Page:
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Obi’s victory would be a victory for equity, justice and inclusion — By Moses Ochonu


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As a Peter Obi supporter, the biggest error you can commit is to deify or beatify Peter Obi.

Someone on my timeline said Peter Obi is a man of impeccable character and unparalleled competence who will rescue Nigeria from this Buhari/APC mess.

Wow, really? After our experience with Buhari and his well-packaged but fraudulent political sainthood? Have we not learned anything from that debacle?

Peter Obi has several faults. He exaggerates. He sometimes lies. He was the best governor among his cohort, but he also made some common, forgivable mistakes of governance. He has opportunistically criss-crossed Nigeria’s political party spectrum in search of power.

This makes Peter Obi more a typical politician than an outside agent of political disruption.

But there is no doubt that, of the three viable candidates presented to Nigerians for next year’s election, he is by far the best, all things considered. It’s not even close.

Unfortunately, better rarely wins in politics. If that were not the case, my friend Omoyele Sowore would probably already be president of Nigeria and would be campaigning for a second term.

Obi should be judged in comparison to his fellow major candidates and not by some abstract or fantastical standard. As I tell my students who complain about their grades, I am grading your paper not only on its merits but also in relation to other papers in the assignment pool.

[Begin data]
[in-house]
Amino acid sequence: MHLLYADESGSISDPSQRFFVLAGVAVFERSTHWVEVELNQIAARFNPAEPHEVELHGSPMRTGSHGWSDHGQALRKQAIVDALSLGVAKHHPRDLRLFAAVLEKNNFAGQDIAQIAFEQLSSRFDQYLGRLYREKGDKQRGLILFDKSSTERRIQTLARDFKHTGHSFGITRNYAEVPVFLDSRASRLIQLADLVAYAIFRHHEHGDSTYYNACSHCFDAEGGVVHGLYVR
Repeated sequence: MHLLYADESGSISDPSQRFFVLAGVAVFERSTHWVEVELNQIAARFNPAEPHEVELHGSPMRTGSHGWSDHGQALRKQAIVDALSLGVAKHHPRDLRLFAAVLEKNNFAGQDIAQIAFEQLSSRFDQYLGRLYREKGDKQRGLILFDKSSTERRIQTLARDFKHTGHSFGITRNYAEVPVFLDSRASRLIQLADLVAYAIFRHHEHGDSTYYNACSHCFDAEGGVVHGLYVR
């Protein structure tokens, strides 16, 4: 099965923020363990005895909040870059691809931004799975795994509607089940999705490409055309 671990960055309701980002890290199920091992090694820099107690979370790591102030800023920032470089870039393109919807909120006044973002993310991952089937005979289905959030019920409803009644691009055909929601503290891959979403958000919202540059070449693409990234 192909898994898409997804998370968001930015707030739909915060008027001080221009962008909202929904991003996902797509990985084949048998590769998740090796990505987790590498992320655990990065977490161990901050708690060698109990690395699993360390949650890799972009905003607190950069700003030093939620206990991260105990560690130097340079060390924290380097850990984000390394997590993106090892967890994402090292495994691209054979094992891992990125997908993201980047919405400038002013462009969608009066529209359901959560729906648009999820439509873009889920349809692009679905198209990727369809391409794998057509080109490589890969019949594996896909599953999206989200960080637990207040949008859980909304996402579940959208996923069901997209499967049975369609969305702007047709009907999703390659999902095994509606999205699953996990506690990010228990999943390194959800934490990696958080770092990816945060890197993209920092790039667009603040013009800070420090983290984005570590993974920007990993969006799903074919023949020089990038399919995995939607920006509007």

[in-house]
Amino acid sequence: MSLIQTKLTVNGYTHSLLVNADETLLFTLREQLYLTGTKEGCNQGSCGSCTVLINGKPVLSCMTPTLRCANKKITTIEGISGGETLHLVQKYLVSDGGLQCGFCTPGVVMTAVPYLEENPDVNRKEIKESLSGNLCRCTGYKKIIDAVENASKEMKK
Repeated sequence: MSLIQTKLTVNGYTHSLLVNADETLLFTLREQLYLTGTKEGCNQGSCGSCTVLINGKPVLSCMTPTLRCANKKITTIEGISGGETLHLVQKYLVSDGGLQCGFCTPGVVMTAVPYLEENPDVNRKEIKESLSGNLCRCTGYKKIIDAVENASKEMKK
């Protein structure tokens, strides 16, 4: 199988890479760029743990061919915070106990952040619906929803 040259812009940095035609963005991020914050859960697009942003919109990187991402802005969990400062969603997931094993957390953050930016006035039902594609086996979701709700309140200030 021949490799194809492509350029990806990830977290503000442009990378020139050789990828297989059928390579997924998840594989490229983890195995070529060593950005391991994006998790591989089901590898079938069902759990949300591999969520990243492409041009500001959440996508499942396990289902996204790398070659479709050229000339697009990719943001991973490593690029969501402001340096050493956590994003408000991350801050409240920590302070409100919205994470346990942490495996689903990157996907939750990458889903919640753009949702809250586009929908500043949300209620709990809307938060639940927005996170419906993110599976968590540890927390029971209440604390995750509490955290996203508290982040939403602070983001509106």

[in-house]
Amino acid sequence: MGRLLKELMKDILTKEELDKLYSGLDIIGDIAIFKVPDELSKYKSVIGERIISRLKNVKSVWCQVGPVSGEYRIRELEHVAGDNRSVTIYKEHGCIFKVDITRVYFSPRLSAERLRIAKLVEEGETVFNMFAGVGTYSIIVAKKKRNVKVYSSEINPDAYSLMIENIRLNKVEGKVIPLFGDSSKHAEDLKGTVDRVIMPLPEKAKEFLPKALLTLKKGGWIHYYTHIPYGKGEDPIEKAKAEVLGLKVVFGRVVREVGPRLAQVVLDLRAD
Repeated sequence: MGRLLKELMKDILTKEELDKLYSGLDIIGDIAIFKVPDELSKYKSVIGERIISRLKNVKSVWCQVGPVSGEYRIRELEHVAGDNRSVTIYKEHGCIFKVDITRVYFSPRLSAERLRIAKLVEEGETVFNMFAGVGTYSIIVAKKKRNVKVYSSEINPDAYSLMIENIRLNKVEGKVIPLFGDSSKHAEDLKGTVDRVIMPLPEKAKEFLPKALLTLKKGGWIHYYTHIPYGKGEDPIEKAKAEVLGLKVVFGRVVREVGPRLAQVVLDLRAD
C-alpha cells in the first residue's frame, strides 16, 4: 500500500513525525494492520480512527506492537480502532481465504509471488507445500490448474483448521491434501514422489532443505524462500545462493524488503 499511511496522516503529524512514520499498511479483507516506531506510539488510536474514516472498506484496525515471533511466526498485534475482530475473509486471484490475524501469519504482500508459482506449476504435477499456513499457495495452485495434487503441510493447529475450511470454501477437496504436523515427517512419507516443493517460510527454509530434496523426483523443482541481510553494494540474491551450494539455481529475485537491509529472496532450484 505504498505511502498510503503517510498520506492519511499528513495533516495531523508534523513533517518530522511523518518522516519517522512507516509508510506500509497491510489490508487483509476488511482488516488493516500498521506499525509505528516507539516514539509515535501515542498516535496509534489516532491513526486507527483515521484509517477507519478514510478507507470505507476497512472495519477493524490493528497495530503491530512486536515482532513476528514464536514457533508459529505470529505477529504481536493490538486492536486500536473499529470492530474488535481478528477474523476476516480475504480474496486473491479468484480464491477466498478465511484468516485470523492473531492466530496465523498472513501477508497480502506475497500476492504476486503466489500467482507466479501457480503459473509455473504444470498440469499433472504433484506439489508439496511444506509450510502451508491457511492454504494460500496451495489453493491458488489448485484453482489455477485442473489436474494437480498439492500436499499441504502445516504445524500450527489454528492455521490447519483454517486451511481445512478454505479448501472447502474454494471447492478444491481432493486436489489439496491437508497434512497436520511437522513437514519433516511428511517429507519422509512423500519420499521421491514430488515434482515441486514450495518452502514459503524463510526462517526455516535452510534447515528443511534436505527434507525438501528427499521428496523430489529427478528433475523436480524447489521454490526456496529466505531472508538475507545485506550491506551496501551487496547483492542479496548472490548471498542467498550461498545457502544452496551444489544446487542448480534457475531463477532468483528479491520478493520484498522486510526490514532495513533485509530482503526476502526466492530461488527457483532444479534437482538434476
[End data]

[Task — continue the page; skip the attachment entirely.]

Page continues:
Peter Obi’s candidacy is an overall plus for Nigeria at this time. It takes away the deceptive excuses of those who used to say the Igbo should advance a good candidate if they want the presidency.

Should he win, an Obi presidency would be the biggest reconciliatory and integrative development since the civil war, a war whose aftermath circumscribed the Igbo people in a second class political citizenship and made them the subjects of political mistrust, suspicion, and blatant marginalization.

Obi’s victory would also be a victory for equity, justice, inclusion, and nation-building as it would bring the Igbo into Nigeria’s political mainstream, reassure them of their place in Nigeria, and pull the rug from under the Biafra separatists.

An Obi presidency would of course be stymied by Nigeria’s unitary structure and the elite consensus that promotes equal opportunity corruption and waste, but if there’s anyone in the political mainstream and in the realm of viable presidential candidacy who has the antecedent and capacity to set the right tone of leadership from the top, which could then filter down, it is Peter Obi.

Other similarly capable people with little to no ethical baggage are unfortunately outside the mainstream and are not viable presidential candidates.

Plus, there’s an argument to be made that we have tried the PDP and APC, and both failed Nigeria, the latter even more spectacularly than the former, so it makes sense to move in a different party trajectory and hopefully with a new, more youthful, energetic, and driven crop of leaders, hungry to make a difference.

An Obi presidency would therefore kill three or four birds with one stone for Nigeria.

But he is neither a messiah nor a man without flaws and deficits. Nor would his good intention and good rhetoric be enough to dig Nigeria out of the abyss into which Buhari/APC plunged her.

Given this reality, it is prudent to simply say Peter is better and leave it at that. There is no need to go overboard and constitute another annoying group of worshipful supporters. We had that with the Buharists/BMC and we’re still recovering from that menace.

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